The Indiana Department of Natural Resources is urging residents to be on the
lookout for another pest capable of destroying the stateís hardwood forests.
The Asian longhorned beetle (ALB) is an invasive pest from China that can
kill up to half of the stateís native hardwood trees. It was found last
summer southeast of Cincinnati in Bethel, Ohio, 35 miles from the Indiana
state line. This beetle likely entered the country in wood pallets. People
can unknowingly transport this and other forest pests in their vehicles by
Since last November, when tree removals aimed at eradicating ALB began at
the Ohio site, nearly 8,500 host trees have been destroyed.
August is significant because itís show time for adult ALBs. The DNR says to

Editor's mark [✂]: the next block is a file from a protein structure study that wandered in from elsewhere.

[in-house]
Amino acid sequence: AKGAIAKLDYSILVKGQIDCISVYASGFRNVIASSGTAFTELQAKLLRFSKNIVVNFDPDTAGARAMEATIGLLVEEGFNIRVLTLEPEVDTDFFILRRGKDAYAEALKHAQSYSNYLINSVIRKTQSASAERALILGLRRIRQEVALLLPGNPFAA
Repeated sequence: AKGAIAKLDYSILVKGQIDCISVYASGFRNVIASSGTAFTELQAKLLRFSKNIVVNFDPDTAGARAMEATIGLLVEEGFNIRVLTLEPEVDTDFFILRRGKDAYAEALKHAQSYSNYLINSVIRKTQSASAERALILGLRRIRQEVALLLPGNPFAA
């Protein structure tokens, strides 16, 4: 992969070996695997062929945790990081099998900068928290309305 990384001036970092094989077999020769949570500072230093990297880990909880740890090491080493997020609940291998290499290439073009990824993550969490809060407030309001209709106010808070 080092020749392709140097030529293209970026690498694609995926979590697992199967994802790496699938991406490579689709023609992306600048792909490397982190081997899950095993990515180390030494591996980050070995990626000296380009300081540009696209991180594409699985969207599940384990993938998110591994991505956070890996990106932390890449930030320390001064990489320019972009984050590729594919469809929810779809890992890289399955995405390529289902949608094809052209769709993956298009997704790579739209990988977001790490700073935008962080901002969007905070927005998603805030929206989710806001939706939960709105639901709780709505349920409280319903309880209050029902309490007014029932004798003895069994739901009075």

watch for a bug with an inch-long shiny black body with white spots, long
black and white-striped antennae, and bluish feet. Maple, willow, elm, horse
chestnut and birch trees are its favorite foods.
Signs of ALB include large perfectly round (half-inch diameter) exit holes
and dark-colored wet spots on the bark of large tree branches and trunks.
Wood shavings may also be seen in branch crotches or around the base of
Gov. Mitch Daniels has proclaimed August as the inaugural Forest Pest
Awareness Month, aimed at educating residents to identify and report
suspected forest-killers in their communities.
Emerald ash borer, which already has claimed thousands of ash trees in Fort
Wayne, Huntington, northeast Indianapolis and elsewhere, is one example of a
For more on ALB,
see BeetleBusters.info. To report a suspected infestation, call DNR at